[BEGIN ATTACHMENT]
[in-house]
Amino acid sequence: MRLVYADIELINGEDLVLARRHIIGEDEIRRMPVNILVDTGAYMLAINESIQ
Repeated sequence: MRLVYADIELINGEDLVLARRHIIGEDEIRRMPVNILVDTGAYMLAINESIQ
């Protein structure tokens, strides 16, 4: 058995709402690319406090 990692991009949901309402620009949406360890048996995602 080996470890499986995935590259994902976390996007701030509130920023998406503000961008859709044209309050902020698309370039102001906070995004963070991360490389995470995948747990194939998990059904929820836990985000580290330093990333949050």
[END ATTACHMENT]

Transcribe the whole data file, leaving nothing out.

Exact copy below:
[in-house]
Amino acid sequence: MRLVYADIELINGEDLVLARRHIIGEDEIRRMPVNILVDTGAYMLAINESIQ
Repeated sequence: MRLVYADIELINGEDLVLARRHIIGEDEIRRMPVNILVDTGAYMLAINESIQ
């Protein structure tokens, strides 16, 4: 058995709402690319406090 990692991009949901309402620009949406360890048996995602 080996470890499986995935590259994902976390996007701030509130920023998406503000961008859709044209309050902020698309370039102001906070995004963070991360490389995470995948747990194939998990059904929820836990985000580290330093990333949050």